Content and Performance of the MiniMUGA Genotyping Array, a New Tool To Improve Rigor and Reproducibility in Mouse Research.

John Sebastian Sigmon
Matthew W Blanchard
Ralph S Baric
Timothy A Bell
Jennifer Brennan
Gudrun A Brockmann
A Wesley Burks
J Mauro Calabrese
Kathleen M Caron
Richard E Cheney
Dominic Ciavatta
Frank Conlon
David B Darr
James Faber
Craig Franklin
Timothy R Gershon
Lisa Gralinski
Bin Gu
Christiann H Gaines
Robert S Hagan
Ernest G Heimsath
Mark T Heise
Pablo Hock
Folami Ideraabdullah
J Charles Jennette
Tal Kafri
Anwica Kashfeen
Mike Kulis
Vivek Kumar, The Jackson Laboratory
Colton Linnertz
Alessandra Livraghi-Butrico
K C Kent Lloyd
Cathleen Lutz, The Jackson Laboratory
Rachel M Lynch
Terry Magnuson
Glenn K Matsushima
Rachel McMullan
Darla R Miller
Karen L Mohlke
Sheryl S Moy
Caroline Murphy
Maya Najarian
Lori O'Brien
Abraham A Palmer
Benjamin D Philpot
Scott H Randell
Laura G Reinholdt, The Jackson Laboratory
Yuyu Ren
Steve Rockwood, The Jackson Laboratory
Allison R Rogala
Avani Saraswatula
Christopher M Sassetti
Jonathan C Schisler
Sarah A Schoenrock
Ginger D Shaw
John R Shorter
Clare M Smith
Celine L St Pierre
Lisa M Tarantino
David W Threadgill
William Valdar
Barbara J Vilen
Keegan Wardwell, The Jackson Laboratory
Jason K Whitmire
Lucy Williams
Mark J Zylka
Martin T Ferris
Leonard McMillan
Fernando Pardo-Manuel de Villena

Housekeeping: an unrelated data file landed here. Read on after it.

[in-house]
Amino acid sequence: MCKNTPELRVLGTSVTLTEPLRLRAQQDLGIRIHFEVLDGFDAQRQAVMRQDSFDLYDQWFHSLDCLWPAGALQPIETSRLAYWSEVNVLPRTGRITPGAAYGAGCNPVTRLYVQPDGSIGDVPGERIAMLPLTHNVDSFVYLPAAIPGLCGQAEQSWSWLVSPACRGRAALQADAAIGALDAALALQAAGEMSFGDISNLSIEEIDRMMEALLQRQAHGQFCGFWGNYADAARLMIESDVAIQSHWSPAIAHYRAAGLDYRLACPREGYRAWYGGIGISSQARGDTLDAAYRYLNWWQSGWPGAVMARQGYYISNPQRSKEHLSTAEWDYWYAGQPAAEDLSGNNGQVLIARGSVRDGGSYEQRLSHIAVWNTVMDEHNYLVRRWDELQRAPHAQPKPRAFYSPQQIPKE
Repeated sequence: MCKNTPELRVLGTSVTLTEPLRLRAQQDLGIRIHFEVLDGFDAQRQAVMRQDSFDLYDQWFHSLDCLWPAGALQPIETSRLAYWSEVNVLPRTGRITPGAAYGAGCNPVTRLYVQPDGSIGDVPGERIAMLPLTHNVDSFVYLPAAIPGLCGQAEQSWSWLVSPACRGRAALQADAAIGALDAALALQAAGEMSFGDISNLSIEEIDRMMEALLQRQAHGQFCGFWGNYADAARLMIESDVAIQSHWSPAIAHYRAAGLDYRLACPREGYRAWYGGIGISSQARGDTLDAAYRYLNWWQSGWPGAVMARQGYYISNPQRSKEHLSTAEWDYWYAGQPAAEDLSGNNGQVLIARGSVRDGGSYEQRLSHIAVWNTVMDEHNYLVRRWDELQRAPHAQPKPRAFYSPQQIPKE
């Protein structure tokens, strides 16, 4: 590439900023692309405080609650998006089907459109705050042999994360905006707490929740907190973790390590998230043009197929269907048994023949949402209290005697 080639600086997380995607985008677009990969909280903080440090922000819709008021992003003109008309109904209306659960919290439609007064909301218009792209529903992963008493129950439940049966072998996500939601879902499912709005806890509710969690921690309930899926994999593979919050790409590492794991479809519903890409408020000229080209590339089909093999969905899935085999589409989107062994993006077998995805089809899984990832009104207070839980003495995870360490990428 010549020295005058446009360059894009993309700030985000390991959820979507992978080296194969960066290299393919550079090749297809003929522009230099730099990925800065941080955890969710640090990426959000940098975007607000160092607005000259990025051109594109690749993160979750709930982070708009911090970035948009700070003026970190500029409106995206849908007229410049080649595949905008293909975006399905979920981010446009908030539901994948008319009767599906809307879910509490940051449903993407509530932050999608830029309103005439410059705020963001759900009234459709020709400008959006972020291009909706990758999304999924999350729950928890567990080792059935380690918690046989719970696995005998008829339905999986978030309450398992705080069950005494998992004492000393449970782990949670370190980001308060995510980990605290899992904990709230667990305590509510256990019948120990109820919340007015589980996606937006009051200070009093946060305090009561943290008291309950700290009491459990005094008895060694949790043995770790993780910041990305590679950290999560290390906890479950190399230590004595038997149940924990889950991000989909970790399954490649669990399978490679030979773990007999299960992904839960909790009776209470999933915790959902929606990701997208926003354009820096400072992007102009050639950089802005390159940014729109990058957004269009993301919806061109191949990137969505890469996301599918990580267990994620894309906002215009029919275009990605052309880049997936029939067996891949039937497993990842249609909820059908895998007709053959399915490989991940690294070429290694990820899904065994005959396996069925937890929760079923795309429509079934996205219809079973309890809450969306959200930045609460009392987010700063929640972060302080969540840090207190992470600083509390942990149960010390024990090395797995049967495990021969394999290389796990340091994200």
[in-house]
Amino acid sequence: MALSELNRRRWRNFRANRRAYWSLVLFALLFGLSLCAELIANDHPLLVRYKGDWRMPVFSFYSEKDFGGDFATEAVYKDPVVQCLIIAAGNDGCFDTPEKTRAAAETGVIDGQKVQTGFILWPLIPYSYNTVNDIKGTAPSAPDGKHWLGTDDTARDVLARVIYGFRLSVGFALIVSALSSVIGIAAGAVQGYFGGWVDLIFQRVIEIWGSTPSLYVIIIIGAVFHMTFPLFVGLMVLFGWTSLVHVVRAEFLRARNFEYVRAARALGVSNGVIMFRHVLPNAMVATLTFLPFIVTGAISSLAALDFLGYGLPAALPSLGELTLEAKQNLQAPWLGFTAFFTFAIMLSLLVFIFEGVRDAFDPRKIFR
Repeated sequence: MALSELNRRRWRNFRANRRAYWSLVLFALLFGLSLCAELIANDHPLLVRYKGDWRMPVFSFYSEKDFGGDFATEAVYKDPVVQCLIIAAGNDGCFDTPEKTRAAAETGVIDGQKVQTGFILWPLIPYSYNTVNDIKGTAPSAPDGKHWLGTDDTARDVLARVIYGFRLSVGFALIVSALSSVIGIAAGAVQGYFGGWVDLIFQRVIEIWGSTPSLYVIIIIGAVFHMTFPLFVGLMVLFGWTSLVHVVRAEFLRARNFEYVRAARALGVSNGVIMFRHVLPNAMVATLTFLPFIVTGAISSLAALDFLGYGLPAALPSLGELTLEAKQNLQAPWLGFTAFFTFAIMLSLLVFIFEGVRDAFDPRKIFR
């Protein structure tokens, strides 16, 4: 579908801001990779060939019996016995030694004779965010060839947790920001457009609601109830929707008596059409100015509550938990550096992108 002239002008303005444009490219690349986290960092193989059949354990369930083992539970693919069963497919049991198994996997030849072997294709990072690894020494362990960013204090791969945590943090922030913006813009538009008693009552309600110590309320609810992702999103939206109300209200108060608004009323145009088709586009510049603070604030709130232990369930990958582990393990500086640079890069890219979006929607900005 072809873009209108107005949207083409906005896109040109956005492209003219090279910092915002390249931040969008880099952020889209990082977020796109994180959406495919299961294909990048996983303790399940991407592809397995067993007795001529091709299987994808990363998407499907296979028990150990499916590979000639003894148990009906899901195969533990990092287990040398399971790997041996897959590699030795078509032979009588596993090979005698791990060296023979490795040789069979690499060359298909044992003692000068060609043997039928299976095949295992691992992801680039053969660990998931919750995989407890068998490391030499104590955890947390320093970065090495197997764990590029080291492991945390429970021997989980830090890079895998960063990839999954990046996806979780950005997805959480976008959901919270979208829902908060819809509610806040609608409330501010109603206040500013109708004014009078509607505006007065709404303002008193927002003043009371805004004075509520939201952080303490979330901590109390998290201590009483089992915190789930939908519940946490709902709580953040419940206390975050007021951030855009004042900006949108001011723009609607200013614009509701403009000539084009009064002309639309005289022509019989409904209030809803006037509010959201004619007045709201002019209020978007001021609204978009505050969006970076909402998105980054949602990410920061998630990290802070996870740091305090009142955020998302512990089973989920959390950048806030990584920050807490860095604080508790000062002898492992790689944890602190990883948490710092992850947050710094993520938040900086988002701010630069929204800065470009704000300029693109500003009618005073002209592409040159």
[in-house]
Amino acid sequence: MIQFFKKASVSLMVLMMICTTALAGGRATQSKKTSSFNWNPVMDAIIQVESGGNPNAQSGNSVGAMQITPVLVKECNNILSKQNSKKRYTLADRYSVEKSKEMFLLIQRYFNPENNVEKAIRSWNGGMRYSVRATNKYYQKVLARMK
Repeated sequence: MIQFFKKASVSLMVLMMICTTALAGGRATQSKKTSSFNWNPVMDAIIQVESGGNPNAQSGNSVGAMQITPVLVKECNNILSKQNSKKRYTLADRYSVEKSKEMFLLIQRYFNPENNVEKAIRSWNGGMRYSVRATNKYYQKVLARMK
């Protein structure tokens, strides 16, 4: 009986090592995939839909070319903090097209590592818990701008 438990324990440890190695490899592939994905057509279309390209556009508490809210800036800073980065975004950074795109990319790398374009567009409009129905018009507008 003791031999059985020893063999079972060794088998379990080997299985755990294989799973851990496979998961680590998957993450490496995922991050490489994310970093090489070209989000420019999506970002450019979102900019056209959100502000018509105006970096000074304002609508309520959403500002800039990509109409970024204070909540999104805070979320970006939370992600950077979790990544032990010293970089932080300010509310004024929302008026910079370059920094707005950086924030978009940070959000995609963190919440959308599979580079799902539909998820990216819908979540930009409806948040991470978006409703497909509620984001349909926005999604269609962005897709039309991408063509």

The laboratory mouse is the most widely used animal model for biomedical research, due in part to its well annotated genome, wealth of genetic resources and the ability to precisely manipulate its genome. Despite the importance of genetics for mouse research, genetic quality control (QC) is not standardized, in part due to the lack of cost effective, informative and robust platforms. Genotyping arrays are standard tools for mouse research and remain an attractive alternative even in the era of high-throughput whole genome sequencing. Here we describe the content and performance of a new iteration of the Mouse Universal Genotyping Array, MiniMUGA, an array-based genetic QC platform with over 11,000 probes. In addition to robust discrimination between most classical and wild-derived laboratory strains, MiniMUGA was designed to contain features not available in other platforms: 1) chromosomal sex determination, 2) discrimination between substrains from multiple commercial vendors, 3) diagnostic SNPs for popular laboratory strains, 4) detection of constructs used in genetically engineered mice, and 5) an easy-to-interpret report summarizing these results. In-depth annotation of all probes should facilitate custom analyses by individual researchers. To determine the performance of MiniMUGA we genotyped 6,899 samples from a wide variety of genetic backgrounds. The performance of MiniMUGA compares favorably with three previous iterations of the MUGA family of arrays both in discrimination capabilities and robustness. We have generated publicly available consensus genotypes for 241 inbred strains including classical, wild-derived and recombinant inbred lines. Here we also report the detection of a substantial number of XO and XXY individuals across a variety of sample types, new markers that expand the utility of reduced complexity crosses to genetic backgrounds other than C57BL/6, and the robust detection of 17 genetic constructs. We provide preliminary evidence that the array can be used to identify both partial sex chromosome duplication and mosaicism, and that diagnostic SNPs can be used to determine how long inbred mice have been bred independently from the relevant main stock. We conclude that MiniMUGA is a valuable platform for genetic QC and an important new tool to the increase rigor and reproducibility of mouse research.